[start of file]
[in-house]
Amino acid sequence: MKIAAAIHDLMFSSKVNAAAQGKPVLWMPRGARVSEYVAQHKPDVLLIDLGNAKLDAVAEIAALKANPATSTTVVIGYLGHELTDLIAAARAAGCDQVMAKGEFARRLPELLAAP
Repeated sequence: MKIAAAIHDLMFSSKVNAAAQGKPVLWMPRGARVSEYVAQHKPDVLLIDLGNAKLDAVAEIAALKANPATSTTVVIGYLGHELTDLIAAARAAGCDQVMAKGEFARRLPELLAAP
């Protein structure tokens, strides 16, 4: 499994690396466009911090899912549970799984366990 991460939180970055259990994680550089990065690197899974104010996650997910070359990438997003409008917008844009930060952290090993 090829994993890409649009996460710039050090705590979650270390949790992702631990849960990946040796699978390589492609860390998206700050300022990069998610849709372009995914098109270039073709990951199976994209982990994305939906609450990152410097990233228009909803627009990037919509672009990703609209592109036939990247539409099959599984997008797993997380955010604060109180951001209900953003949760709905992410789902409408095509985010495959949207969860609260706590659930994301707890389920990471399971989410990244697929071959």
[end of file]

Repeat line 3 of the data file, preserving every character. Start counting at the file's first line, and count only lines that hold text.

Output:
Repeated sequence: MKIAAAIHDLMFSSKVNAAAQGKPVLWMPRGARVSEYVAQHKPDVLLIDLGNAKLDAVAEIAALKANPATSTTVVIGYLGHELTDLIAAARAAGCDQVMAKGEFARRLPELLAAP